What to do before getting a betta
As when getting any fish, you want to be prepared. First, research the betta (as you are likely doing by reading this page!). Learn what to expect of his behavior, what equipment you need, water requirements, and what diseases are common. Second, set up his or her tank. Rinse out the tank thouroughly, and rub it down with a wet washcloth. Soap is not needed and shouldn’t be used. Treat the water and let the tank run for 3-4 days before adding any fish. This applies even to one gallon tanks. Get your food before hand. Make sure the tank is in a safe area. Tanks too close to the window may get too cold or too hot. You don’t want the tank where it will be bumped into, where it is not fully supported, or where its hard to access it.
Picking out and purchasing a betta
Its important to try and pick out the healthiest betta you can. If you are buying from a breeder, ask around on fish forums to see who has bought from this breeder. Reputations are pretty important in the fish hobby, and if you’re a bad breeder, people will soon know.
If you are buying from a pet store, try and find a pet store that has the most space for their bettas. Some pet stores keep their bettas in mason jars, and the pet store that does this is likely to take better care of them than one that doesn’t. You may also see bettas in the tanks with other fish. This is a better place for the betta to be than in tiny cups, but make sure to look at the other fish in the tank to check for illness. Finally, don’t buy from a store that doesn’t keep their bettas in very clean water. If the water is murky, or even yellow, don’t buy there. It often means disease.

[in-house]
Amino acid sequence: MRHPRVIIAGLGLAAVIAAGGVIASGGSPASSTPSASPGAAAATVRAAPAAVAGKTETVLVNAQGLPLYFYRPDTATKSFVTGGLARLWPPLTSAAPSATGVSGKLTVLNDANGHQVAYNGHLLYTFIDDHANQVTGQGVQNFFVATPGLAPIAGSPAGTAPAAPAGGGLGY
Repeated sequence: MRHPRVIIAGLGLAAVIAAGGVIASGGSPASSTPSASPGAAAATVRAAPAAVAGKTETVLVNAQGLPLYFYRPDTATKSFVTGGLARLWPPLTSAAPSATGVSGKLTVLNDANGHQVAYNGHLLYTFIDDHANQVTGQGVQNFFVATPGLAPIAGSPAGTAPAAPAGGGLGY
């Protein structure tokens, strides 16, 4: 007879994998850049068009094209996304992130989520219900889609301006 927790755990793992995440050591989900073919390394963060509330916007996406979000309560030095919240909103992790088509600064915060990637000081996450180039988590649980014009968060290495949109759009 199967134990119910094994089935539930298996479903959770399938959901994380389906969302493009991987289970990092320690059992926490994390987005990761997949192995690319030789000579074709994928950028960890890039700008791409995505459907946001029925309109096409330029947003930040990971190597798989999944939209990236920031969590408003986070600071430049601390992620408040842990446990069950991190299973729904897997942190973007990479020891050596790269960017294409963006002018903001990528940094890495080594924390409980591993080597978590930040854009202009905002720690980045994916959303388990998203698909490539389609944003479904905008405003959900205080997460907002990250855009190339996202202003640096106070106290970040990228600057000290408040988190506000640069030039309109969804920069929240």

When looking at the actual betta itself, there are several things to look for. Torn fins, curled fins, laying at the bottom, and heavy breathing are all possible indicators of disease. The ideal betta will have blown a bubble nest, be flaring at his neighbors, dancing around in his water, and have finnage that he loves to spread.